When Rita starred in Cinderella at St. Cuthbert’s primary school, her music teacher told her parents that their daughter had a gift. She later enrolled at the prestigious Sylvia Young Theater School (Amy Winehouse’s alma mater). Rita went on to appear in the British smuggling flick Spivs at age 14, sang a duet with UK garage star Craig David at 16, and at 18 auditioned to represent Britain in 2009’s Eurovision Song Contest. That same year she was spotted at a Lykke Li gig where she connected with Jay Brown, who co-founded Roc Nation with Jay-Z in 2008. Before she knew it she was catching her first flight to NYC, where she met Jay, Ty-Ty, and the rest of la familia. Now she’s Roc Nation’s next big thing, joining a roster that includes J. Cole, Willow Smith, and Jay Electronica. Roc Nation also manages Rihanna, M.I.A., Santigold, and Shakira.


Everyone thought that Rihanna and I hated each other, but the whole thing was created by the media.


“When I first got signed I was this random girl from London,” she recalls. “I was thinking my whole world was going to be turned around. I thought I was gonna be on Oprah next week with a new single. Three years later I’m just starting to come out. I wanted to release everything I’d ever recorded, but I was lucky enough to have someone like Jay to say, ‘This isn’t good enough. You have to find yourself.’ It was the best advice he could have given me—to be patient.” While working on her debut album, Ora (due out this fall) she’s had the opportunity to work with an A-list creative team—songwriting by Drake, The-Dream, and Ester Dean, and production by Stargate, Diplo, Fraser T. Smith, and will.i.am.

Despite all the advantages that come with her Roc affiliation, Rita understands that the buck stops with her. “You can add as much production as you want but if the music is shit no one is gonna listen to it,” she says. “It’s important that you know yourself musically. I was always that girl who loved music and thought of music as an escape route.”

At age 16 Rita worked in a sneaker store on Portobello Road in West London. She grew up collecting Nike Airs and loving ’90s rap. “I’m the biggest Biggie fan,” she said during a showcase at SOB’s in New York last April, during which she threw on a Coogi sweater to perform the single she still calls “Party & Bullshit,” although it has been renamed “How We Do” for the benefit of pop radio programmers. “Diddy gave me the stamp of approval,” she says. “He said, ‘Thanks for honoring Biggie.’ And I said, ‘Are you crazy? Thanks for letting me.’”

Signing with the Roc has opened all kinds of doors—like this gig on the Coldplay tour. And then there was the time Jay-Z walked Rita into Z-100, the biggest pop radio station in America, for what was supposed to be a meeting and ended up getting “How We Do” played, plus an on-air interview on the spot. In September Rita will perform in Philadelphia at Jay’s Made in America festival. “It’s my first festival, so we’re gonna bring it all out. I might get, like, a Biggie hologram,” she jokes. But we all know the blueprint: every gift comes with a curse.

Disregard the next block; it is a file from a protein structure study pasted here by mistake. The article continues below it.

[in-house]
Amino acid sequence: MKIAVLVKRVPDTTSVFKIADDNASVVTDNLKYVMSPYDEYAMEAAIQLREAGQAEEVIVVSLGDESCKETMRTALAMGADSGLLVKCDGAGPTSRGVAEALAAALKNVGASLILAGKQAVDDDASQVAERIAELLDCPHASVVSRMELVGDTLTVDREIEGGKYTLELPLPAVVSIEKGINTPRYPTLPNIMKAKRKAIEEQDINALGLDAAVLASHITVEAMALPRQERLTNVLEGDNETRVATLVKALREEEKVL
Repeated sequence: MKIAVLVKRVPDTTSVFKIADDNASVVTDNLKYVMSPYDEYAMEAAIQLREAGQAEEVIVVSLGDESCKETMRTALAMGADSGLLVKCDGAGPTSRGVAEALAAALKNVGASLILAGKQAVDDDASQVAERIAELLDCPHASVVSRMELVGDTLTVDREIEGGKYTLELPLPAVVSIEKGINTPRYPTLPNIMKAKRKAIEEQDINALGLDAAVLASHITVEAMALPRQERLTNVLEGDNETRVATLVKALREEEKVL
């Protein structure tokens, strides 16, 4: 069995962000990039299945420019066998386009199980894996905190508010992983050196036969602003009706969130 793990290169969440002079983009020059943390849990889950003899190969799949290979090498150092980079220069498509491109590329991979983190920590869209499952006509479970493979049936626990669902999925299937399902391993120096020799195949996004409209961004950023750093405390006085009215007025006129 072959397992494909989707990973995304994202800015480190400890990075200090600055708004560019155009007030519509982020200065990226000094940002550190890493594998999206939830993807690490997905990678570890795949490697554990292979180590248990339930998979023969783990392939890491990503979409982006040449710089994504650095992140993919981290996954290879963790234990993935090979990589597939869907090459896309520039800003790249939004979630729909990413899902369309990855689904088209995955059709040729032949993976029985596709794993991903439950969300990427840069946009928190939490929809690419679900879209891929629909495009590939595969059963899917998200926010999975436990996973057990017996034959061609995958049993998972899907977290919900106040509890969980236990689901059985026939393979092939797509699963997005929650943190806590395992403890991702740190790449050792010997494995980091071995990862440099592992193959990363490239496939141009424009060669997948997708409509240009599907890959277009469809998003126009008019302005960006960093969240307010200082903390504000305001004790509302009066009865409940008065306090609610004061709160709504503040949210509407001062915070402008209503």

“Rita is the kind of artist who’s going to win by just being herself,” says Tyran “Ty-Ty” Smith, a partner in Roc Nation. The hard part, he says, is simply establishing her identity. “When Rihanna came out we heard the Beyoncé comparisons. People jump to that when it’s someone they don’t know. Like, ‘Oh, that’s that girl who wants to be Beyoncé.’ Now they’re saying the same thing about Rita, that she’s the new Rihanna. She just has to show them who she is and she will be fine.”

But Rita doesn’t mind the Rihanna comparisons one bit. “I admire Rihanna,” she says. “She works her ass off. She hasn’t had a break and she has given people hit after hit after hit. That work ethic and discipline is hardcore. That’s the kind of shit that I want to do. That I will do.”

When Ty-Ty celebrated his 40th birthday at London’s DSTRKT nightclub this May—right after Jay-Z and Kanye ripped the O2 Arena—Rita flew in from a Coldplay date in Madrid just for the occasion. Among the stars in the room was Rihanna, who planted a kiss on Rita’s cheek. “People were like, ‘What the fuck!’” Rita recalls, laughing at their supposed rivalry. “Everyone thought that we hated each other, but the whole thing was created by the media. That’s what’s so funny. She said, ‘Let’s just tweet this and get people mad.’” Rita sent out a photo of the kiss with the words “@rihanna hatin a$$ biatch!!! Mwah!!!!”

“We made a joke out of it,” Rita adds. “It’s love. Roc Nation is such an incredible, unique team, especially in the music industry. Everyone genuinely loves and cares about each other.”

Though he sees a bright future ahead for the young singer, Ty-Ty sounds a note of caution. “Rita makes friends easily,” he says. “That’s a good thing and it’s also a bad thing. Everybody in this business doesn’t have the best intentions, but she still thinks people are who they say they are. She’s going to take some knocks along the way and she’ll learn with time.”


PAGE 2 of 3